DeWitt Wallace Grants Targeted for Catholic Schools

By Millicent Lawton — May 20, 1992 2 min read

The DeWitt Wallace-Reader’s Digest Fund has made more than $1 million in three-year grants to scholarship funds, teacher-development programs, and other activities at inner-city Catholic schools.

Because the fund does not give directly to sectarian schools, the grants last month totaling $1.275 million were made to four independent agencies in Chicago, New York City, and Philadelphia.

The agencies in turn raise private contributions to support students and teachers in Catholic schools.

In the three cities, the grants will affect a total of almost 300 elementary and secondary schools with a combined enrollment of more than 90,000 students.

DeWitt Wallace, which makes more than $60 million in grants annually, is committed to supporting programs that benefit disadvantaged and at-risk students, according to the fund’s program director, Donna V. Dunlop.

The new foray into funding students at Catholic schools was prompted by research showing parochial schools “do an extra-good job in the population we’re committed to,’' Ms. Dunlop said.

Big Shoulders Backed

The Big Shoulders Fund of Chicago received the largest of the grants: $525,000 over three years.

The success of a 1990 pilot grant of $250,000 to Big Shoulders prompted the new, larger grant, DeWitt Wallace officials indicated.

At Big Shoulders, $100,000 of the new grant will be used each year to support up to 115 high-school students with scholarships. Another $50,000 will help provide inservice training to about 25 teachers, Ms. Dunlop said.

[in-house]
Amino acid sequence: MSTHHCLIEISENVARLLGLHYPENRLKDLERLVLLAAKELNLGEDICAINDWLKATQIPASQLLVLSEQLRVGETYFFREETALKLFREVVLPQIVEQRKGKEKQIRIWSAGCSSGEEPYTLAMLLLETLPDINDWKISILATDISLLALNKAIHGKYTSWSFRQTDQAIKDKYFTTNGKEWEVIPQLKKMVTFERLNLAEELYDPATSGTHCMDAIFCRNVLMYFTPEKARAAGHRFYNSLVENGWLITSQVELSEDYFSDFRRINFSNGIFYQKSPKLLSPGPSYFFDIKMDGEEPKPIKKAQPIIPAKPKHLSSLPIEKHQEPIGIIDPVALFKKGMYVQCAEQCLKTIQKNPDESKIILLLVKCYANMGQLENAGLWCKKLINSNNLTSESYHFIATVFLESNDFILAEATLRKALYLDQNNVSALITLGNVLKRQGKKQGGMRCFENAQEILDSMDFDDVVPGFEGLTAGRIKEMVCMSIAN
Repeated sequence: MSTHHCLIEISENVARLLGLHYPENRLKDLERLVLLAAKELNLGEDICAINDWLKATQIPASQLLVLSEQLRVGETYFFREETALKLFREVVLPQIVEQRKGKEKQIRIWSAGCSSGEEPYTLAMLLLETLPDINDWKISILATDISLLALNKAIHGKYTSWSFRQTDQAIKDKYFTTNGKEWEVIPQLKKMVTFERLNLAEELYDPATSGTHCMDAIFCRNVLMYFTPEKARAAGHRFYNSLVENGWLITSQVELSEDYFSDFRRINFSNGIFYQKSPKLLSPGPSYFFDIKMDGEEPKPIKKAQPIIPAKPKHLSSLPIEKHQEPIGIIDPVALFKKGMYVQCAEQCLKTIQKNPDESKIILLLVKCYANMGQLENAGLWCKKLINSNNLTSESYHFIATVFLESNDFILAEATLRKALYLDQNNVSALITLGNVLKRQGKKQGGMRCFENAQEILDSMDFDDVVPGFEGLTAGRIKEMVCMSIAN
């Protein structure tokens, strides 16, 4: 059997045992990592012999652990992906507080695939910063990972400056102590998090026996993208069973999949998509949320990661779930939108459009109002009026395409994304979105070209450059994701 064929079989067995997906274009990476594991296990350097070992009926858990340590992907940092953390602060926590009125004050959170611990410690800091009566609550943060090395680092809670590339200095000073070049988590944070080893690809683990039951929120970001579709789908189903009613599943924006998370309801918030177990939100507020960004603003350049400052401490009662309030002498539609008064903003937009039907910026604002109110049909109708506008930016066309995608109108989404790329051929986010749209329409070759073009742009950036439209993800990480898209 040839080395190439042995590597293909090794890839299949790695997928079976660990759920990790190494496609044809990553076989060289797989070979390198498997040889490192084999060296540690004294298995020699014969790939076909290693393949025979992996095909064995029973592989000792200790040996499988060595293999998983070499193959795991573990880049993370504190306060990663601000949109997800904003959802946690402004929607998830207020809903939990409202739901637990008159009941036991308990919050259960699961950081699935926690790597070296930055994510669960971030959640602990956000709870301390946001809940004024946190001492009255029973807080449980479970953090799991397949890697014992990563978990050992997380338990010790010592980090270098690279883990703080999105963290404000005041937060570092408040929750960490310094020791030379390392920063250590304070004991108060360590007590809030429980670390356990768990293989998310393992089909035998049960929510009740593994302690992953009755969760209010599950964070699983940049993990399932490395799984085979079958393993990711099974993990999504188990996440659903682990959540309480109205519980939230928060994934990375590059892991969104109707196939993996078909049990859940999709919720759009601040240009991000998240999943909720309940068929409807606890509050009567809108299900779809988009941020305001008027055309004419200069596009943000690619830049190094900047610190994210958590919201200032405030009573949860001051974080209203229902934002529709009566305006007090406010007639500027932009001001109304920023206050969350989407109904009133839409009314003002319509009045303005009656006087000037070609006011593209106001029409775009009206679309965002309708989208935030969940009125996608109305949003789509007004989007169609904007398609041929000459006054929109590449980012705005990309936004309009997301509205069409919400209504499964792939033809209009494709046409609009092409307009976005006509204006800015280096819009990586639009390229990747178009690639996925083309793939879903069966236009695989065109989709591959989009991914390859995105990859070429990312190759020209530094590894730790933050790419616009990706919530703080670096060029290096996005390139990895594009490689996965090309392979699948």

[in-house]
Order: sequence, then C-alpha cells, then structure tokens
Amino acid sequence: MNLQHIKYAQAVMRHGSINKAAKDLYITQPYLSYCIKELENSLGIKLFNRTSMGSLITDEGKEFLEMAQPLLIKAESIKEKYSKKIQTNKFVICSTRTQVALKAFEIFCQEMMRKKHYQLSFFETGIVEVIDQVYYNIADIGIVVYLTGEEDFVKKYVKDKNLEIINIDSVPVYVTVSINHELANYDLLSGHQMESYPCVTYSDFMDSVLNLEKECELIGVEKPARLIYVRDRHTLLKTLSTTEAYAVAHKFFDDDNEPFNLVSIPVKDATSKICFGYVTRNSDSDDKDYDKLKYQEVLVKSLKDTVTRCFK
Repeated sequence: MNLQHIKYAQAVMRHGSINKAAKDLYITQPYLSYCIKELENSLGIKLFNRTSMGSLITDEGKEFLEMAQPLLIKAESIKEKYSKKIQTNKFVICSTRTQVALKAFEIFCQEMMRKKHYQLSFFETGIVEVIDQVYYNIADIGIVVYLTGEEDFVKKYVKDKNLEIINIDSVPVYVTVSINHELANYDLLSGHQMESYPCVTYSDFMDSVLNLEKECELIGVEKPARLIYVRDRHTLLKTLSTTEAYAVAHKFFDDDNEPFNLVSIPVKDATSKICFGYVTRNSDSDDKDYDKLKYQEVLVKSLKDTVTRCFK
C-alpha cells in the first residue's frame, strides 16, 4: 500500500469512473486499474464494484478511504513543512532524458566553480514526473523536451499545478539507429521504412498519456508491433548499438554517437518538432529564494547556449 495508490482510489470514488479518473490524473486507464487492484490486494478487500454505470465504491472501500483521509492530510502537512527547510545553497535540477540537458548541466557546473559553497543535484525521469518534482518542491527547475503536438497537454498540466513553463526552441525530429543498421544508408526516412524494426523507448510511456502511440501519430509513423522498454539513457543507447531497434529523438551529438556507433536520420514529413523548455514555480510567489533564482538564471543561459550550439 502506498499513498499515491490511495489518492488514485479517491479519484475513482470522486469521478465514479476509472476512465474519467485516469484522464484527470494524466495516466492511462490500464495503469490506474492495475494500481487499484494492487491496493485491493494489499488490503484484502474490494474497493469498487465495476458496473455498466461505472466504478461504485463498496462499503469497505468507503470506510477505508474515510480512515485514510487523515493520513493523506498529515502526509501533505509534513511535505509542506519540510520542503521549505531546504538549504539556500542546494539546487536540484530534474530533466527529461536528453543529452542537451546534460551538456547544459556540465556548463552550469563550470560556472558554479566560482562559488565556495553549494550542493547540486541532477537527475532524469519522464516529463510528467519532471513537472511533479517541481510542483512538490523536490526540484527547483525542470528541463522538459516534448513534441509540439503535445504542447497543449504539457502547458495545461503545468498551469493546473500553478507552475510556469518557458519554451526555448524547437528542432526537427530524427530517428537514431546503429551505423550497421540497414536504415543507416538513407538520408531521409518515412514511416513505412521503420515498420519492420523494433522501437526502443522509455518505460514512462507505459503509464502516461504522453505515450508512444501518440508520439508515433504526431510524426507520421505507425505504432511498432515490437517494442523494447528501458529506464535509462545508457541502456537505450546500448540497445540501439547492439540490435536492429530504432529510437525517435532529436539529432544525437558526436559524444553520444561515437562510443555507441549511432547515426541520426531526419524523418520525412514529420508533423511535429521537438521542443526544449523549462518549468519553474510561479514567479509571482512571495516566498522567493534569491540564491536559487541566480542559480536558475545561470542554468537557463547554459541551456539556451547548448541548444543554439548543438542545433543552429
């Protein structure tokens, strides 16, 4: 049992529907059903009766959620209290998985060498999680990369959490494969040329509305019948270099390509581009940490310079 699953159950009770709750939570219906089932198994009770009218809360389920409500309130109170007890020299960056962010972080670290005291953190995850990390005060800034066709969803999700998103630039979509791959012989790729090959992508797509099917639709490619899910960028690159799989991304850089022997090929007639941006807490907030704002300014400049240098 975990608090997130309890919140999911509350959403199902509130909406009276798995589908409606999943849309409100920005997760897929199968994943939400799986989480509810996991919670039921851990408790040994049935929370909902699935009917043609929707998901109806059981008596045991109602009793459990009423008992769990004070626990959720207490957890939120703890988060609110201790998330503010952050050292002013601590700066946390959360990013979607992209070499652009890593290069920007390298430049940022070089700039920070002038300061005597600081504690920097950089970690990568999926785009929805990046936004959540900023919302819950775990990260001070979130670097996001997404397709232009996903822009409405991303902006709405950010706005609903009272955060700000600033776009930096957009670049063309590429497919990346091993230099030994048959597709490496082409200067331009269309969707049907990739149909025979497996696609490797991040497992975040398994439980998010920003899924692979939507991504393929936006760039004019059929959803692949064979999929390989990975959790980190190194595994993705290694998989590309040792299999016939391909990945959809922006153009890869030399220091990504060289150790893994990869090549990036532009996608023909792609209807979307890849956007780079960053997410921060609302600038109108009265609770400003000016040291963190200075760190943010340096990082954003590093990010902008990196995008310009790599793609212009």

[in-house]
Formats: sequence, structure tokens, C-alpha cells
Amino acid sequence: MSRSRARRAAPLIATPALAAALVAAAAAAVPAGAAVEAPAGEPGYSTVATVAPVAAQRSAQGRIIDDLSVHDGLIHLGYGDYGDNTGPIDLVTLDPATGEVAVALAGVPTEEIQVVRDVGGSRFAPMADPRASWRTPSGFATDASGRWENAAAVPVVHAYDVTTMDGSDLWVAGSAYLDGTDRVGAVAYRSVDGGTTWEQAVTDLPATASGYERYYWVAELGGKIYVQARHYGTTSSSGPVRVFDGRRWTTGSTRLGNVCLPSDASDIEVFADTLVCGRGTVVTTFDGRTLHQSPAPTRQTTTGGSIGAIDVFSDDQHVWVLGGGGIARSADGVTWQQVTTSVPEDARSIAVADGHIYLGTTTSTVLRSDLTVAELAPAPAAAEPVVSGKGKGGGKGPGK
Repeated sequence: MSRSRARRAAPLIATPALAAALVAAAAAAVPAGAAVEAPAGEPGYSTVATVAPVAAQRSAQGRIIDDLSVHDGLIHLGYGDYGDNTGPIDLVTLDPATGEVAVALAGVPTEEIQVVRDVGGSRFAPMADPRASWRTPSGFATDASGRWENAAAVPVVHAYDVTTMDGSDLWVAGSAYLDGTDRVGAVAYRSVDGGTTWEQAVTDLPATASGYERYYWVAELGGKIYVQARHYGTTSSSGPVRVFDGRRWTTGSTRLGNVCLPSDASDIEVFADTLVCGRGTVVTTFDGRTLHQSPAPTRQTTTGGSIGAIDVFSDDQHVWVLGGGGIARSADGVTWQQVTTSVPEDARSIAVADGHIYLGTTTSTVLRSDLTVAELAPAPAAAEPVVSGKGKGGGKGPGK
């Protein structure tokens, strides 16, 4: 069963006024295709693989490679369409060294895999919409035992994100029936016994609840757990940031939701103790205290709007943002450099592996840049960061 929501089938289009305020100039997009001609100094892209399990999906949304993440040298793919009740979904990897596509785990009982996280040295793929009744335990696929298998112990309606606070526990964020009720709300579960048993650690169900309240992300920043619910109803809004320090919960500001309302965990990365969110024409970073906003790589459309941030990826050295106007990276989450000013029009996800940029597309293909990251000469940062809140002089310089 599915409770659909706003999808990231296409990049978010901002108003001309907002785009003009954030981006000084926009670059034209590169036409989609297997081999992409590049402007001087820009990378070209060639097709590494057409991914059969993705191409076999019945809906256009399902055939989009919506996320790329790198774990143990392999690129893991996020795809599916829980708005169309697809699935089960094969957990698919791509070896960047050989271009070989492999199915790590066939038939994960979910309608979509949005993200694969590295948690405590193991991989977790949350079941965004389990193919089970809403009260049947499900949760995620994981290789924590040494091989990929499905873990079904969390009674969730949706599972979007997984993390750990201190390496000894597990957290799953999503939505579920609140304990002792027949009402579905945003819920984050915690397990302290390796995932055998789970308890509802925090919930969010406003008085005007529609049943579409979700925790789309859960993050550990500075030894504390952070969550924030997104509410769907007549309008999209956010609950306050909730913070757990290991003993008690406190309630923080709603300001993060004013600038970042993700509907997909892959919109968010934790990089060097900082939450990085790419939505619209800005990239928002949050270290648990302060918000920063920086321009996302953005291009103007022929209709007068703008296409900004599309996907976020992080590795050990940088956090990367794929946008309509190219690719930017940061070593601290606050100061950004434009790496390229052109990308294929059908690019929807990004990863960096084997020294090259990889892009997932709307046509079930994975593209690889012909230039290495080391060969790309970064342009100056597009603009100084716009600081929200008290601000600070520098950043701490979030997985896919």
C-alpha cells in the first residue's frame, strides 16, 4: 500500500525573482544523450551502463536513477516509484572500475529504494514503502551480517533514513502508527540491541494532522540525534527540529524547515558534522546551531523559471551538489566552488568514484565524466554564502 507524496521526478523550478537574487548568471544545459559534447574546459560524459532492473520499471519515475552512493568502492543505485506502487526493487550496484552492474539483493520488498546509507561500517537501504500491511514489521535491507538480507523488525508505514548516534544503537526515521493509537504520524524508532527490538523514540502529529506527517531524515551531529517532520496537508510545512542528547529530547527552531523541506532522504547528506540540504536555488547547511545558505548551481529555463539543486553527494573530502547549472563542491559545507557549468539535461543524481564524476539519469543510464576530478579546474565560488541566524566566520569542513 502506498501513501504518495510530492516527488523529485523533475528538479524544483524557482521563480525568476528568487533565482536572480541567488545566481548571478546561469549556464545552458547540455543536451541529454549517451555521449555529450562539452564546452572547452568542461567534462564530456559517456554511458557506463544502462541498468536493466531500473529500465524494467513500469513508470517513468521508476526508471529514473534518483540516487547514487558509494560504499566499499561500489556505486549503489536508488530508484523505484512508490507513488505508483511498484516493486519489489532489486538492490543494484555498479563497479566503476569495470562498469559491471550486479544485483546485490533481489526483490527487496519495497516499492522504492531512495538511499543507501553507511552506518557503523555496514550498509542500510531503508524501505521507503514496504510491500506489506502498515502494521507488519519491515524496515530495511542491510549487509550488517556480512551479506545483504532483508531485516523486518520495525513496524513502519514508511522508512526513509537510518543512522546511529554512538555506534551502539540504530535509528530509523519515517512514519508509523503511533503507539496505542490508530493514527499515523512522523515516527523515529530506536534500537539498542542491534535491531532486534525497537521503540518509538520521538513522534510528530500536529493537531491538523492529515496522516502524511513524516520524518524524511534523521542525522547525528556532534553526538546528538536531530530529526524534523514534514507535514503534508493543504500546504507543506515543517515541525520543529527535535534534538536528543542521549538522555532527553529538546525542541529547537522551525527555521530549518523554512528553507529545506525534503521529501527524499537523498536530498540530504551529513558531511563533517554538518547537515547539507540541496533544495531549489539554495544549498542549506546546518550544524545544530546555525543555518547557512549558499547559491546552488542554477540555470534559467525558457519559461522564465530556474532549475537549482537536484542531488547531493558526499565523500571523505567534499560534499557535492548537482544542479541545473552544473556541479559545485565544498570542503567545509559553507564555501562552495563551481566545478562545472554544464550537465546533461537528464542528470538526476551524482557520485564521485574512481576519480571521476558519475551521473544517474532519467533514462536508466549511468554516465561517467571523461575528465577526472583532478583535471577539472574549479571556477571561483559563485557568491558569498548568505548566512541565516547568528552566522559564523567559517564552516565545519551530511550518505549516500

In Philadelphia, Business Leadership Organized for Catholic Schools received $300,000 to help provide $85,000 each year for scholarship funds for about 80 to 90 high-school students.

Two New York City agencies also garnered grants.

The Inner-City Scholarship Fund was given $300,000 to help ensure below-cost tuition for students attending inner-city Catholic schools supported by the fund.

The DeWitt Wallace money will serve as a “tremendous help’’ to offset the cost of tuition for more than 29,000 students in 79 schools, said Jeanann Morgan, the agency’s assistant director.

At Student/Sponsor Partnership, a $150,000 grant will assist a program that matches 589 at-risk high-school students with sponsors, who mentor the students and pay all or part of their tuition at a nonpublic school. The DeWitt Wallace money will help make up the difference between what the sponsor can pay and the cost of tuition, officials explained.